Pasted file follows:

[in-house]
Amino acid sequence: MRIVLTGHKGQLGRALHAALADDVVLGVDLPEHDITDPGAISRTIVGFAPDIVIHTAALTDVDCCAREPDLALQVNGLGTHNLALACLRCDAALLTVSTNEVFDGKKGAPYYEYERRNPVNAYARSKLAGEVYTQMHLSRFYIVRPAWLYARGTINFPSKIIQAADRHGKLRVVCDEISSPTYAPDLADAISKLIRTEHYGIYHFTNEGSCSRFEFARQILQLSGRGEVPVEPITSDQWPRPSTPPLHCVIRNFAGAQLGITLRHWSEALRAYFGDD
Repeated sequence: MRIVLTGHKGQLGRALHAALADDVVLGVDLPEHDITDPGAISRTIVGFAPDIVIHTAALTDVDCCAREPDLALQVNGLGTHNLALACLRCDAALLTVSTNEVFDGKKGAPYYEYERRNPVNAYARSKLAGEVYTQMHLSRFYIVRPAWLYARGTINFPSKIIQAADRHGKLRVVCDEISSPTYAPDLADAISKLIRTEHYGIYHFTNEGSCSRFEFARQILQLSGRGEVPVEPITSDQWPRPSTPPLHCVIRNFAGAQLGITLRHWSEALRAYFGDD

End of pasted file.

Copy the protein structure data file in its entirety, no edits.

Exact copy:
[in-house]
Amino acid sequence: MRIVLTGHKGQLGRALHAALADDVVLGVDLPEHDITDPGAISRTIVGFAPDIVIHTAALTDVDCCAREPDLALQVNGLGTHNLALACLRCDAALLTVSTNEVFDGKKGAPYYEYERRNPVNAYARSKLAGEVYTQMHLSRFYIVRPAWLYARGTINFPSKIIQAADRHGKLRVVCDEISSPTYAPDLADAISKLIRTEHYGIYHFTNEGSCSRFEFARQILQLSGRGEVPVEPITSDQWPRPSTPPLHCVIRNFAGAQLGITLRHWSEALRAYFGDD
Repeated sequence: MRIVLTGHKGQLGRALHAALADDVVLGVDLPEHDITDPGAISRTIVGFAPDIVIHTAALTDVDCCAREPDLALQVNGLGTHNLALACLRCDAALLTVSTNEVFDGKKGAPYYEYERRNPVNAYARSKLAGEVYTQMHLSRFYIVRPAWLYARGTINFPSKIIQAADRHGKLRVVCDEISSPTYAPDLADAISKLIRTEHYGIYHFTNEGSCSRFEFARQILQLSGRGEVPVEPITSDQWPRPSTPPLHCVIRNFAGAQLGITLRHWSEALRAYFGDD